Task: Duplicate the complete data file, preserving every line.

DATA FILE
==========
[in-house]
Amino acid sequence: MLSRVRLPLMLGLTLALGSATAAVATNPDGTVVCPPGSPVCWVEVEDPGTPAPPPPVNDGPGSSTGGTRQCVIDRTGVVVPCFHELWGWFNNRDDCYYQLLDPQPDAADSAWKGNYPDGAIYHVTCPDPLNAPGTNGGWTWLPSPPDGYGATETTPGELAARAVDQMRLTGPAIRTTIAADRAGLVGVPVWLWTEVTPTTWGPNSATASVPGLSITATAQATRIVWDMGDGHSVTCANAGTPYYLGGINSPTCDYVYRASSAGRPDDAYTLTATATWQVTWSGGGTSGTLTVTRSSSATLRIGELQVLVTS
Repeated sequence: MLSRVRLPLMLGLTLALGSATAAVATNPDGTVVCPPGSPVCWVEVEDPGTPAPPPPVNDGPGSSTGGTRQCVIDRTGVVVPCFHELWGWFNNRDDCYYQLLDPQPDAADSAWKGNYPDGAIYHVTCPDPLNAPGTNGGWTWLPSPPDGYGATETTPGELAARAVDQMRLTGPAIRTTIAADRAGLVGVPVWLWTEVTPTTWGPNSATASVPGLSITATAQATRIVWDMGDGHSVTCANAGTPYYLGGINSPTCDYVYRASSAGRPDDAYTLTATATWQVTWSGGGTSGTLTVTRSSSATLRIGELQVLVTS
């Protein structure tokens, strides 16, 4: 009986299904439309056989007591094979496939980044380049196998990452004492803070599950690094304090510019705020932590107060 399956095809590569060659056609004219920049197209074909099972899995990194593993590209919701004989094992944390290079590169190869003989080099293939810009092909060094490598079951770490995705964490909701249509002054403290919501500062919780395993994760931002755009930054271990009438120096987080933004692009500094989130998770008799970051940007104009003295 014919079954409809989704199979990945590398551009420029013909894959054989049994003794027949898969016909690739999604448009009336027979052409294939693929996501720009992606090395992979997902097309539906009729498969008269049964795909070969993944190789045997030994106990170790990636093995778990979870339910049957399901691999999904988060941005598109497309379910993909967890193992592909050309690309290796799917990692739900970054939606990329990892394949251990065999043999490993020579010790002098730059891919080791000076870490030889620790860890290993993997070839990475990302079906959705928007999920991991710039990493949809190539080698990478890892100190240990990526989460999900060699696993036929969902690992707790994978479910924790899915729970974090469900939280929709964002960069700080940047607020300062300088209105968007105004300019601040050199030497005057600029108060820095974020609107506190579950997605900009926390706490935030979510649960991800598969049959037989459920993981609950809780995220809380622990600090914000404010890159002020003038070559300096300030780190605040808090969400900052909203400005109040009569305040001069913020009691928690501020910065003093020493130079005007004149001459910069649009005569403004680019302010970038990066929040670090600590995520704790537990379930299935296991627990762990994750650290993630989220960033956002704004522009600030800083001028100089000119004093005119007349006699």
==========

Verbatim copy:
[in-house]
Amino acid sequence: MLSRVRLPLMLGLTLALGSATAAVATNPDGTVVCPPGSPVCWVEVEDPGTPAPPPPVNDGPGSSTGGTRQCVIDRTGVVVPCFHELWGWFNNRDDCYYQLLDPQPDAADSAWKGNYPDGAIYHVTCPDPLNAPGTNGGWTWLPSPPDGYGATETTPGELAARAVDQMRLTGPAIRTTIAADRAGLVGVPVWLWTEVTPTTWGPNSATASVPGLSITATAQATRIVWDMGDGHSVTCANAGTPYYLGGINSPTCDYVYRASSAGRPDDAYTLTATATWQVTWSGGGTSGTLTVTRSSSATLRIGELQVLVTS
Repeated sequence: MLSRVRLPLMLGLTLALGSATAAVATNPDGTVVCPPGSPVCWVEVEDPGTPAPPPPVNDGPGSSTGGTRQCVIDRTGVVVPCFHELWGWFNNRDDCYYQLLDPQPDAADSAWKGNYPDGAIYHVTCPDPLNAPGTNGGWTWLPSPPDGYGATETTPGELAARAVDQMRLTGPAIRTTIAADRAGLVGVPVWLWTEVTPTTWGPNSATASVPGLSITATAQATRIVWDMGDGHSVTCANAGTPYYLGGINSPTCDYVYRASSAGRPDDAYTLTATATWQVTWSGGGTSGTLTVTRSSSATLRIGELQVLVTS
């Protein structure tokens, strides 16, 4: 009986299904439309056989007591094979496939980044380049196998990452004492803070599950690094304090510019705020932590107060 399956095809590569060659056609004219920049197209074909099972899995990194593993590209919701004989094992944390290079590169190869003989080099293939810009092909060094490598079951770490995705964490909701249509002054403290919501500062919780395993994760931002755009930054271990009438120096987080933004692009500094989130998770008799970051940007104009003295 014919079954409809989704199979990945590398551009420029013909894959054989049994003794027949898969016909690739999604448009009336027979052409294939693929996501720009992606090395992979997902097309539906009729498969008269049964795909070969993944190789045997030994106990170790990636093995778990979870339910049957399901691999999904988060941005598109497309379910993909967890193992592909050309690309290796799917990692739900970054939606990329990892394949251990065999043999490993020579010790002098730059891919080791000076870490030889620790860890290993993997070839990475990302079906959705928007999920991991710039990493949809190539080698990478890892100190240990990526989460999900060699696993036929969902690992707790994978479910924790899915729970974090469900939280929709964002960069700080940047607020300062300088209105968007105004300019601040050199030497005057600029108060820095974020609107506190579950997605900009926390706490935030979510649960991800598969049959037989459920993981609950809780995220809380622990600090914000404010890159002020003038070559300096300030780190605040808090969400900052909203400005109040009569305040001069913020009691928690501020910065003093020493130079005007004149001459910069649009005569403004680019302010970038990066929040670090600590995520704790537990379930299935296991627990762990994750650290993630989220960033956002704004522009600030800083001028100089000119004093005119007349006699």